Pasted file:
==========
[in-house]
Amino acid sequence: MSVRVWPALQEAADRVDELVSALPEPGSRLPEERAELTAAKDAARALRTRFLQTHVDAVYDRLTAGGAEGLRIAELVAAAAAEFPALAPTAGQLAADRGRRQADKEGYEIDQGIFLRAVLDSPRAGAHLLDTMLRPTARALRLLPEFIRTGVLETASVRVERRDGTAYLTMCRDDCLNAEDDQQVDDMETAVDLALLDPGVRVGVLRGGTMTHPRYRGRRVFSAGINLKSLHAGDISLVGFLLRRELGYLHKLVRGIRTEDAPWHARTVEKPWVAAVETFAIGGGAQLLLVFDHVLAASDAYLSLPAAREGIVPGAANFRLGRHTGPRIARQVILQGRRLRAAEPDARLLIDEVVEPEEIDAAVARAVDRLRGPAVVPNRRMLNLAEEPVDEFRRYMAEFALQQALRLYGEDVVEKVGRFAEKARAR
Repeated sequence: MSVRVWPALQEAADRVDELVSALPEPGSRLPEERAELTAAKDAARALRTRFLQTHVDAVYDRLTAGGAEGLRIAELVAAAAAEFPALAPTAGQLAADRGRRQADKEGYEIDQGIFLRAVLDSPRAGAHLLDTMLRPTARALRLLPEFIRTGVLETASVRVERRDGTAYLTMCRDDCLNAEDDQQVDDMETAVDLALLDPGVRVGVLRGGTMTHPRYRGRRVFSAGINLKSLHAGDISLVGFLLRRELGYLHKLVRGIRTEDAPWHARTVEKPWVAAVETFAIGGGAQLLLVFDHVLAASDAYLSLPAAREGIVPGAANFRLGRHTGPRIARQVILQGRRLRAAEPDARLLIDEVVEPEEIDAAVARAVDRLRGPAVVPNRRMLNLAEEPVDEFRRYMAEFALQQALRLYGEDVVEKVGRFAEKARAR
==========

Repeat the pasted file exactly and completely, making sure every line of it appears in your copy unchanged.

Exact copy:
[in-house]
Amino acid sequence: MSVRVWPALQEAADRVDELVSALPEPGSRLPEERAELTAAKDAARALRTRFLQTHVDAVYDRLTAGGAEGLRIAELVAAAAAEFPALAPTAGQLAADRGRRQADKEGYEIDQGIFLRAVLDSPRAGAHLLDTMLRPTARALRLLPEFIRTGVLETASVRVERRDGTAYLTMCRDDCLNAEDDQQVDDMETAVDLALLDPGVRVGVLRGGTMTHPRYRGRRVFSAGINLKSLHAGDISLVGFLLRRELGYLHKLVRGIRTEDAPWHARTVEKPWVAAVETFAIGGGAQLLLVFDHVLAASDAYLSLPAAREGIVPGAANFRLGRHTGPRIARQVILQGRRLRAAEPDARLLIDEVVEPEEIDAAVARAVDRLRGPAVVPNRRMLNLAEEPVDEFRRYMAEFALQQALRLYGEDVVEKVGRFAEKARAR
Repeated sequence: MSVRVWPALQEAADRVDELVSALPEPGSRLPEERAELTAAKDAARALRTRFLQTHVDAVYDRLTAGGAEGLRIAELVAAAAAEFPALAPTAGQLAADRGRRQADKEGYEIDQGIFLRAVLDSPRAGAHLLDTMLRPTARALRLLPEFIRTGVLETASVRVERRDGTAYLTMCRDDCLNAEDDQQVDDMETAVDLALLDPGVRVGVLRGGTMTHPRYRGRRVFSAGINLKSLHAGDISLVGFLLRRELGYLHKLVRGIRTEDAPWHARTVEKPWVAAVETFAIGGGAQLLLVFDHVLAASDAYLSLPAAREGIVPGAANFRLGRHTGPRIARQVILQGRRLRAAEPDARLLIDEVVEPEEIDAAVARAVDRLRGPAVVPNRRMLNLAEEPVDEFRRYMAEFALQQALRLYGEDVVEKVGRFAEKARAR